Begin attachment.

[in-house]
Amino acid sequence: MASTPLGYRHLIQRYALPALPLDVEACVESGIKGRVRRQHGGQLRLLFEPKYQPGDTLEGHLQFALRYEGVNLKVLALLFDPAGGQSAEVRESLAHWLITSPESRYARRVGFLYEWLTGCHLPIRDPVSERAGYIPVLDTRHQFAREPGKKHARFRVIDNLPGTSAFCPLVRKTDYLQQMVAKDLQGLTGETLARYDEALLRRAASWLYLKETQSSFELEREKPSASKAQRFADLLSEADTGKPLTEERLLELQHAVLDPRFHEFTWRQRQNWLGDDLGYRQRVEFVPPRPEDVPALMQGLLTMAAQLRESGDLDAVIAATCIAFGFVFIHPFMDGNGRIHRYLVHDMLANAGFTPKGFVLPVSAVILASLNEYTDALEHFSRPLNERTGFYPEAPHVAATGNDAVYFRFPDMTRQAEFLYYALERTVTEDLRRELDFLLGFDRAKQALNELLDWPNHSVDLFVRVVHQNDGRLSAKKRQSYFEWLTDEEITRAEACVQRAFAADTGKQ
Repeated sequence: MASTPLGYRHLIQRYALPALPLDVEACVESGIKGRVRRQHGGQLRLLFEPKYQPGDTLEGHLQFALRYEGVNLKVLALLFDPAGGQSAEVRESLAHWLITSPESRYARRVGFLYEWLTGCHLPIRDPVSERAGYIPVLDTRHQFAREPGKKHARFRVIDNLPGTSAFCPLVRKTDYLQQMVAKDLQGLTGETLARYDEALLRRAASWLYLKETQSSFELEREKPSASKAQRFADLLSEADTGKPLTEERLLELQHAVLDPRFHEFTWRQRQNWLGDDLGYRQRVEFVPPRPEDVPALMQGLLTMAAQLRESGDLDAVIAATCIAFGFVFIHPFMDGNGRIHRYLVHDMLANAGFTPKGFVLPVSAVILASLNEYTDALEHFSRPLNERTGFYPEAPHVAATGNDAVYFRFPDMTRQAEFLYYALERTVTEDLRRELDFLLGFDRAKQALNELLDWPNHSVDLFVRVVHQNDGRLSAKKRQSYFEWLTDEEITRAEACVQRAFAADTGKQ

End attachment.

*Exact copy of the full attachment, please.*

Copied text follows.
[in-house]
Amino acid sequence: MASTPLGYRHLIQRYALPALPLDVEACVESGIKGRVRRQHGGQLRLLFEPKYQPGDTLEGHLQFALRYEGVNLKVLALLFDPAGGQSAEVRESLAHWLITSPESRYARRVGFLYEWLTGCHLPIRDPVSERAGYIPVLDTRHQFAREPGKKHARFRVIDNLPGTSAFCPLVRKTDYLQQMVAKDLQGLTGETLARYDEALLRRAASWLYLKETQSSFELEREKPSASKAQRFADLLSEADTGKPLTEERLLELQHAVLDPRFHEFTWRQRQNWLGDDLGYRQRVEFVPPRPEDVPALMQGLLTMAAQLRESGDLDAVIAATCIAFGFVFIHPFMDGNGRIHRYLVHDMLANAGFTPKGFVLPVSAVILASLNEYTDALEHFSRPLNERTGFYPEAPHVAATGNDAVYFRFPDMTRQAEFLYYALERTVTEDLRRELDFLLGFDRAKQALNELLDWPNHSVDLFVRVVHQNDGRLSAKKRQSYFEWLTDEEITRAEACVQRAFAADTGKQ
Repeated sequence: MASTPLGYRHLIQRYALPALPLDVEACVESGIKGRVRRQHGGQLRLLFEPKYQPGDTLEGHLQFALRYEGVNLKVLALLFDPAGGQSAEVRESLAHWLITSPESRYARRVGFLYEWLTGCHLPIRDPVSERAGYIPVLDTRHQFAREPGKKHARFRVIDNLPGTSAFCPLVRKTDYLQQMVAKDLQGLTGETLARYDEALLRRAASWLYLKETQSSFELEREKPSASKAQRFADLLSEADTGKPLTEERLLELQHAVLDPRFHEFTWRQRQNWLGDDLGYRQRVEFVPPRPEDVPALMQGLLTMAAQLRESGDLDAVIAATCIAFGFVFIHPFMDGNGRIHRYLVHDMLANAGFTPKGFVLPVSAVILASLNEYTDALEHFSRPLNERTGFYPEAPHVAATGNDAVYFRFPDMTRQAEFLYYALERTVTEDLRRELDFLLGFDRAKQALNELLDWPNHSVDLFVRVVHQNDGRLSAKKRQSYFEWLTDEEITRAEACVQRAFAADTGKQ